This story has been updated regarding references to the map’s creation.
RALEIGH – The state senator who authored the now-expired moratorium on wind energy development in North Carolina has offered a “compromise” bill he says will alleviate risks to military training. But the measure would put most eastern North Carolina counties off limits to wind power development.
Sen. Harry Brown, R-Onslow, on Wednesday introduced Senate Bill 377, the Military Base Protection Act, that he described as “a fair and reasonable middle ground” that would protect Defense Department operations, the second-largest sector of the state’s economy, while allowing responsible wind energy development.
Senate President Pro Tem Phil Berger’s office said the bill is based on a 2017 study of risks associated with wind farms in areas the military uses for training exercises. The study authored by engineering firm AECOM and the North Carolina General Assembly’s Legislative Services Office led to creation of a map identifying areas in which tall structures pose a “high risk (of) degrading safety and the military’s ability to perform aviation training.”
AECOM disputed the announcement, saying it did not create the map that Berger’s office had attributed to the “coordinated effort” between AECOM and what Berger’s office said was the North Carolina Commerce Department, rather than the Legislative Services Office. A link to the map identifying areas in which tall structures pose a “high risk [of] degrading safety and the military’s ability to perform aviation training” provided in the press release now points to a password-protected website.
According to the map, all coastal counties except Brunswick, New Hanover and a portion of Pender County would be included in the high-risk area.
In a joint statement, retired Maj. Gen.Robert Dickerson, former commanding general at Camp Lejeune, and retired Lt. Gen. Gary McKissock, former commanding general of Marine Corps Logistics Bases and former commanding general of Marine Corps Material Command said, “The comprehensive mapping effort, if used as a template, should provide the state compatible growth around military installations that doesn’t interfere with ranges and military installation missions. This proposal brings clarity to an issue that may possibly weigh against North Carolina’s military installations in future BRAC (Base Closure and Realignment) evaluations.”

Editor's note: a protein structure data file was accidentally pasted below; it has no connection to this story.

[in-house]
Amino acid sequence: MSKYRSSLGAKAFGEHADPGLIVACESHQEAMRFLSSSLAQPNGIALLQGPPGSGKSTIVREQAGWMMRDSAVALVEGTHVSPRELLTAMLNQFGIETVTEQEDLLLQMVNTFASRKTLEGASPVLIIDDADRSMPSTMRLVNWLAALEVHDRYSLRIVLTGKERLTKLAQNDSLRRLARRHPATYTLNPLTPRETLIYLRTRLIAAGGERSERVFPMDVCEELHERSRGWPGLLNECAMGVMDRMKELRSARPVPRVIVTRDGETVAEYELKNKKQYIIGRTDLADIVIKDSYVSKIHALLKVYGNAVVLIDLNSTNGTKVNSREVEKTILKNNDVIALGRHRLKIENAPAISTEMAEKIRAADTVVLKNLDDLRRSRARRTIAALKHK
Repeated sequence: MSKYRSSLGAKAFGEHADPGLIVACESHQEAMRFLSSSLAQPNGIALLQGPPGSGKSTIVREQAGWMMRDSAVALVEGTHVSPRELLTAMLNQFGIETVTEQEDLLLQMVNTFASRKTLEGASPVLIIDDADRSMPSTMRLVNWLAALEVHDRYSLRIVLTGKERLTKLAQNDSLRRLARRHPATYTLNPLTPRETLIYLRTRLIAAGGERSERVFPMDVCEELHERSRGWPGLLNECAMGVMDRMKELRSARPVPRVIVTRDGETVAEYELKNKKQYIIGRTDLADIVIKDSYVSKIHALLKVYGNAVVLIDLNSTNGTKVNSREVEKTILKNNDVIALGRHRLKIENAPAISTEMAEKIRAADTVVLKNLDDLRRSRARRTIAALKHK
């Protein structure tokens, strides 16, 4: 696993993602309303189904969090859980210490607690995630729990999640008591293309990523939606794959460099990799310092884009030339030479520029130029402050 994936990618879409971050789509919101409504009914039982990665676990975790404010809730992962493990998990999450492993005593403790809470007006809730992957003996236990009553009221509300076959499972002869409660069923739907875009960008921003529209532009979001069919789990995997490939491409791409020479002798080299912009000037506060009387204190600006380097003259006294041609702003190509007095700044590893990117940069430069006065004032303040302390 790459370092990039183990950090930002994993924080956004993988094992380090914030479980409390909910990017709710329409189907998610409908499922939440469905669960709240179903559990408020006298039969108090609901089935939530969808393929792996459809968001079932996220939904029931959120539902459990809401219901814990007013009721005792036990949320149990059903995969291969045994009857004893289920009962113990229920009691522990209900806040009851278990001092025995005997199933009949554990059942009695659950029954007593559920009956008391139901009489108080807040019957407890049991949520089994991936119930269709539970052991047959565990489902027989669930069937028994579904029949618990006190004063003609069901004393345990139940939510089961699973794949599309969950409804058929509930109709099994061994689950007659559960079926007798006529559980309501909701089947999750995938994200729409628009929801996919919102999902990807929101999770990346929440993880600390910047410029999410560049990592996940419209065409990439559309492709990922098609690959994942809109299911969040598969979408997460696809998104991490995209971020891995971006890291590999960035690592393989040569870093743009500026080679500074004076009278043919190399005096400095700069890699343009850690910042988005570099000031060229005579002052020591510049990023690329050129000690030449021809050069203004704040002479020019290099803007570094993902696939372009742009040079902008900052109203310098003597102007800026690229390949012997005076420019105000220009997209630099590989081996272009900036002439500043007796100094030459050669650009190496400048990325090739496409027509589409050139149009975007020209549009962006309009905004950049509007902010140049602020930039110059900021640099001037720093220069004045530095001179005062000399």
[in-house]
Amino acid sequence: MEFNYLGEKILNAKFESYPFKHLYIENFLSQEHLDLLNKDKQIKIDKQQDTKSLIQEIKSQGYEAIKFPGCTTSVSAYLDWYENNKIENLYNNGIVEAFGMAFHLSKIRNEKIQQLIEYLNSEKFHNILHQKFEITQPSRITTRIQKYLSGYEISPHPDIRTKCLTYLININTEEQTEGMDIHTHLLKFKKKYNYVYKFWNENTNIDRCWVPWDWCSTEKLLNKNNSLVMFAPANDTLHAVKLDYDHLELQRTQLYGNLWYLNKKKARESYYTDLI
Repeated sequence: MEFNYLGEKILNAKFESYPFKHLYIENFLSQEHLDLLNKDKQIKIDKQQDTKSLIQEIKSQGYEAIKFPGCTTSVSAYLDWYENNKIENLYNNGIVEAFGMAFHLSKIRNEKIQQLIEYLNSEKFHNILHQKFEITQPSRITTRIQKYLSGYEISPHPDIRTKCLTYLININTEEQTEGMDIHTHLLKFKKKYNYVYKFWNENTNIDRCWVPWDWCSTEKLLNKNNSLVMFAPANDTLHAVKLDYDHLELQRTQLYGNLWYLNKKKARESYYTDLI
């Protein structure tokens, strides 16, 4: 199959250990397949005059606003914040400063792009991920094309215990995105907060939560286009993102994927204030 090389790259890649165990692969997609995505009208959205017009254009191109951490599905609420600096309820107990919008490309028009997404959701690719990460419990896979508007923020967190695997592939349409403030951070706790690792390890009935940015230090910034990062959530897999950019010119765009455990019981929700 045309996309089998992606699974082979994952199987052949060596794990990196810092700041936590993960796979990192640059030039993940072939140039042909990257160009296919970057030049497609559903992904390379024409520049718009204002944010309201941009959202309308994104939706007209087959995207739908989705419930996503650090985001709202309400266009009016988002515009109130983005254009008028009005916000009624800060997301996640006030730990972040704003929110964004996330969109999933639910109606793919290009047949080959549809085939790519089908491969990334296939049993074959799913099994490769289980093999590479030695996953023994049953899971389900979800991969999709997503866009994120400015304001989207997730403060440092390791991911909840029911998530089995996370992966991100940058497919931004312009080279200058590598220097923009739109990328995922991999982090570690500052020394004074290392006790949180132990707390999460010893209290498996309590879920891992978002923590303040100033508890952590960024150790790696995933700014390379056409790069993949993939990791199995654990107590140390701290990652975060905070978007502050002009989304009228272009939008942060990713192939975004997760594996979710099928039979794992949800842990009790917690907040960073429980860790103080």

The 18-month moratorium on wind energy enacted in 2017 expired at the end of 2018. Brown, the Senate majority leader, said the moratorium was needed to allow time to better understand the risks to military personnel and equipment during training exercises.
The study looked at data on military training routes and operations to identify zones of high risk, medium risk and low risk posed to military operations by tall structures. Brown’s bill would prohibit wind turbines in high-risk zones identified in the study.
“First of all, we shouldn’t take any action that jeopardizes the United States military’s ability to safely train the brave men and women who serve our country,” Brown said in a statement. “Beyond that, though, the military is the lifeblood of eastern North Carolina’s economy. It supports hundreds of thousands of jobs and billions of dollars in economic activity. Constructing obstacles that degrade the military’s ability to conduct training exercises puts our military bases at risk of closure during the next BRAC proceeding.”